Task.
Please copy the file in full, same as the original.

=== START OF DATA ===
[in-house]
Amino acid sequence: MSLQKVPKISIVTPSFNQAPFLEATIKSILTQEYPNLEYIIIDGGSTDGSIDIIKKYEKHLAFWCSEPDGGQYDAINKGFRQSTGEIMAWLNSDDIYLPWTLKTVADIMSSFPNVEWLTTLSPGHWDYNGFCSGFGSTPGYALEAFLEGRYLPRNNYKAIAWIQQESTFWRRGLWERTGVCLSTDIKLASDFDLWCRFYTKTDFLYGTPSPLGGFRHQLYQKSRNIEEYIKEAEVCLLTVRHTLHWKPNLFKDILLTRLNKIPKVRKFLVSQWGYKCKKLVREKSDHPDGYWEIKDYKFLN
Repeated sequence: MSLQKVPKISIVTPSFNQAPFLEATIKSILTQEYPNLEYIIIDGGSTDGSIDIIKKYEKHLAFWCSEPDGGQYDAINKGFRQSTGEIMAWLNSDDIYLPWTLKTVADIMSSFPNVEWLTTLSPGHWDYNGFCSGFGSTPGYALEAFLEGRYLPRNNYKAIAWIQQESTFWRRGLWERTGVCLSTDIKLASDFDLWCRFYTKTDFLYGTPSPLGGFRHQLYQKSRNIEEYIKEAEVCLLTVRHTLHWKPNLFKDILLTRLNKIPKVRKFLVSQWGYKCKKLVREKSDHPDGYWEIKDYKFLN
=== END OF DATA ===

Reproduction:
[in-house]
Amino acid sequence: MSLQKVPKISIVTPSFNQAPFLEATIKSILTQEYPNLEYIIIDGGSTDGSIDIIKKYEKHLAFWCSEPDGGQYDAINKGFRQSTGEIMAWLNSDDIYLPWTLKTVADIMSSFPNVEWLTTLSPGHWDYNGFCSGFGSTPGYALEAFLEGRYLPRNNYKAIAWIQQESTFWRRGLWERTGVCLSTDIKLASDFDLWCRFYTKTDFLYGTPSPLGGFRHQLYQKSRNIEEYIKEAEVCLLTVRHTLHWKPNLFKDILLTRLNKIPKVRKFLVSQWGYKCKKLVREKSDHPDGYWEIKDYKFLN
Repeated sequence: MSLQKVPKISIVTPSFNQAPFLEATIKSILTQEYPNLEYIIIDGGSTDGSIDIIKKYEKHLAFWCSEPDGGQYDAINKGFRQSTGEIMAWLNSDDIYLPWTLKTVADIMSSFPNVEWLTTLSPGHWDYNGFCSGFGSTPGYALEAFLEGRYLPRNNYKAIAWIQQESTFWRRGLWERTGVCLSTDIKLASDFDLWCRFYTKTDFLYGTPSPLGGFRHQLYQKSRNIEEYIKEAEVCLLTVRHTLHWKPNLFKDILLTRLNKIPKVRKFLVSQWGYKCKKLVREKSDHPDGYWEIKDYKFLN